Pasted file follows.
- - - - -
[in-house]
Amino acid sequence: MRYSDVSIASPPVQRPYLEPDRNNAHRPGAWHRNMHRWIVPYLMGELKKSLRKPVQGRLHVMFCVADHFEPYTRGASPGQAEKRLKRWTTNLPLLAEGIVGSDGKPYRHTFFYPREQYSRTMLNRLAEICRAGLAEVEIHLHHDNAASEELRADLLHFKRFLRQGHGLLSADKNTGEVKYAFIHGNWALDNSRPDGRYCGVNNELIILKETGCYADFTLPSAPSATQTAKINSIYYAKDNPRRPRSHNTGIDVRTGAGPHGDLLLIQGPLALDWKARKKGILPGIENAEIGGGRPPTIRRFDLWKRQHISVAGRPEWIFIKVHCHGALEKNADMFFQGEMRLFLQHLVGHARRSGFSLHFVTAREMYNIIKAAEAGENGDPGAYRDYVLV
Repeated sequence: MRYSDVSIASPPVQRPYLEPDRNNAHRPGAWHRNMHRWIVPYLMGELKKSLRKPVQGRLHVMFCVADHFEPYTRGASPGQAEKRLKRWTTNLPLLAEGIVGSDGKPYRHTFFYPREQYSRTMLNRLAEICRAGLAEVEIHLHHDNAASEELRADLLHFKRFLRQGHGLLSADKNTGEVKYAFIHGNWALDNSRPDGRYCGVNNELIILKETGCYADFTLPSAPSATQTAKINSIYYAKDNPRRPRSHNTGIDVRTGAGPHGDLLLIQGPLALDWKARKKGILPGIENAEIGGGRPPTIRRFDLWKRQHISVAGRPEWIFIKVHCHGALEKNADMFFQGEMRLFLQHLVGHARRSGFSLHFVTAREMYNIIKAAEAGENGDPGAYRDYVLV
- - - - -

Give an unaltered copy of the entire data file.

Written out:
[in-house]
Amino acid sequence: MRYSDVSIASPPVQRPYLEPDRNNAHRPGAWHRNMHRWIVPYLMGELKKSLRKPVQGRLHVMFCVADHFEPYTRGASPGQAEKRLKRWTTNLPLLAEGIVGSDGKPYRHTFFYPREQYSRTMLNRLAEICRAGLAEVEIHLHHDNAASEELRADLLHFKRFLRQGHGLLSADKNTGEVKYAFIHGNWALDNSRPDGRYCGVNNELIILKETGCYADFTLPSAPSATQTAKINSIYYAKDNPRRPRSHNTGIDVRTGAGPHGDLLLIQGPLALDWKARKKGILPGIENAEIGGGRPPTIRRFDLWKRQHISVAGRPEWIFIKVHCHGALEKNADMFFQGEMRLFLQHLVGHARRSGFSLHFVTAREMYNIIKAAEAGENGDPGAYRDYVLV
Repeated sequence: MRYSDVSIASPPVQRPYLEPDRNNAHRPGAWHRNMHRWIVPYLMGELKKSLRKPVQGRLHVMFCVADHFEPYTRGASPGQAEKRLKRWTTNLPLLAEGIVGSDGKPYRHTFFYPREQYSRTMLNRLAEICRAGLAEVEIHLHHDNAASEELRADLLHFKRFLRQGHGLLSADKNTGEVKYAFIHGNWALDNSRPDGRYCGVNNELIILKETGCYADFTLPSAPSATQTAKINSIYYAKDNPRRPRSHNTGIDVRTGAGPHGDLLLIQGPLALDWKARKKGILPGIENAEIGGGRPPTIRRFDLWKRQHISVAGRPEWIFIKVHCHGALEKNADMFFQGEMRLFLQHLVGHARRSGFSLHFVTAREMYNIIKAAEAGENGDPGAYRDYVLV